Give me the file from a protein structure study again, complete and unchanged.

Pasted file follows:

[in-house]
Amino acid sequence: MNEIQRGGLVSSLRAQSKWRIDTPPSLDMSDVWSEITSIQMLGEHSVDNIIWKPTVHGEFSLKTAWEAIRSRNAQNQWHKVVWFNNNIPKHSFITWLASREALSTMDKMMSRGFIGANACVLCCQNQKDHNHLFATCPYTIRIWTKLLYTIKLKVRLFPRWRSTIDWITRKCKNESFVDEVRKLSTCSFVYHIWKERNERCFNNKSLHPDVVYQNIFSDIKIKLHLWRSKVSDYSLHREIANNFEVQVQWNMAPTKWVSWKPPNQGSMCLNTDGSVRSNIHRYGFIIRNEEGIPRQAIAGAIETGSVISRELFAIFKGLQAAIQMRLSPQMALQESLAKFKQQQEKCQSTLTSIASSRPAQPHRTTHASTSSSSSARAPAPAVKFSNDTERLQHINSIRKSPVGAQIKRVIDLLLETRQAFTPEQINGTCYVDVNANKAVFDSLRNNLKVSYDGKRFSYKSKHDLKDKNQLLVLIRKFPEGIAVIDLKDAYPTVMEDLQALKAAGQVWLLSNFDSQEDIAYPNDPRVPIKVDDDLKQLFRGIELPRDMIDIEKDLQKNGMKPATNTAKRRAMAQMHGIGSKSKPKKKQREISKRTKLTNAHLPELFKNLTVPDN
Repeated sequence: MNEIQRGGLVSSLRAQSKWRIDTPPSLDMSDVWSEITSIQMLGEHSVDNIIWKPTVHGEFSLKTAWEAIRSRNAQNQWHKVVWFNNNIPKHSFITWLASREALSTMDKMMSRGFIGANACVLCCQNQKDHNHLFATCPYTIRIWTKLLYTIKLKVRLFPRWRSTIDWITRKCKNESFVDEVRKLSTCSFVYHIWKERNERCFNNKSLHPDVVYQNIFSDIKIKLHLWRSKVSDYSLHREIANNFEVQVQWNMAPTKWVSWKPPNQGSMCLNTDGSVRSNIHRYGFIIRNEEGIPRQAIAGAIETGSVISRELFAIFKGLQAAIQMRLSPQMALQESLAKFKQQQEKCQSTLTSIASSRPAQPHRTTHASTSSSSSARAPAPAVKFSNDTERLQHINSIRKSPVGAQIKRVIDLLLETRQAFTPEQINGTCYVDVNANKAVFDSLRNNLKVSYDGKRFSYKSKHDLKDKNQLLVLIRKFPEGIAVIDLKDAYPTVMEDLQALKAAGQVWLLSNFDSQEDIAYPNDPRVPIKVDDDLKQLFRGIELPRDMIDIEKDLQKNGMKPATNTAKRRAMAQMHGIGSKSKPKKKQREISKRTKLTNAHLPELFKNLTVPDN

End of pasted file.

[in-house]
Amino acid sequence: MNEIQRGGLVSSLRAQSKWRIDTPPSLDMSDVWSEITSIQMLGEHSVDNIIWKPTVHGEFSLKTAWEAIRSRNAQNQWHKVVWFNNNIPKHSFITWLASREALSTMDKMMSRGFIGANACVLCCQNQKDHNHLFATCPYTIRIWTKLLYTIKLKVRLFPRWRSTIDWITRKCKNESFVDEVRKLSTCSFVYHIWKERNERCFNNKSLHPDVVYQNIFSDIKIKLHLWRSKVSDYSLHREIANNFEVQVQWNMAPTKWVSWKPPNQGSMCLNTDGSVRSNIHRYGFIIRNEEGIPRQAIAGAIETGSVISRELFAIFKGLQAAIQMRLSPQMALQESLAKFKQQQEKCQSTLTSIASSRPAQPHRTTHASTSSSSSARAPAPAVKFSNDTERLQHINSIRKSPVGAQIKRVIDLLLETRQAFTPEQINGTCYVDVNANKAVFDSLRNNLKVSYDGKRFSYKSKHDLKDKNQLLVLIRKFPEGIAVIDLKDAYPTVMEDLQALKAAGQVWLLSNFDSQEDIAYPNDPRVPIKVDDDLKQLFRGIELPRDMIDIEKDLQKNGMKPATNTAKRRAMAQMHGIGSKSKPKKKQREISKRTKLTNAHLPELFKNLTVPDN
Repeated sequence: MNEIQRGGLVSSLRAQSKWRIDTPPSLDMSDVWSEITSIQMLGEHSVDNIIWKPTVHGEFSLKTAWEAIRSRNAQNQWHKVVWFNNNIPKHSFITWLASREALSTMDKMMSRGFIGANACVLCCQNQKDHNHLFATCPYTIRIWTKLLYTIKLKVRLFPRWRSTIDWITRKCKNESFVDEVRKLSTCSFVYHIWKERNERCFNNKSLHPDVVYQNIFSDIKIKLHLWRSKVSDYSLHREIANNFEVQVQWNMAPTKWVSWKPPNQGSMCLNTDGSVRSNIHRYGFIIRNEEGIPRQAIAGAIETGSVISRELFAIFKGLQAAIQMRLSPQMALQESLAKFKQQQEKCQSTLTSIASSRPAQPHRTTHASTSSSSSARAPAPAVKFSNDTERLQHINSIRKSPVGAQIKRVIDLLLETRQAFTPEQINGTCYVDVNANKAVFDSLRNNLKVSYDGKRFSYKSKHDLKDKNQLLVLIRKFPEGIAVIDLKDAYPTVMEDLQALKAAGQVWLLSNFDSQEDIAYPNDPRVPIKVDDDLKQLFRGIELPRDMIDIEKDLQKNGMKPATNTAKRRAMAQMHGIGSKSKPKKKQREISKRTKLTNAHLPELFKNLTVPDN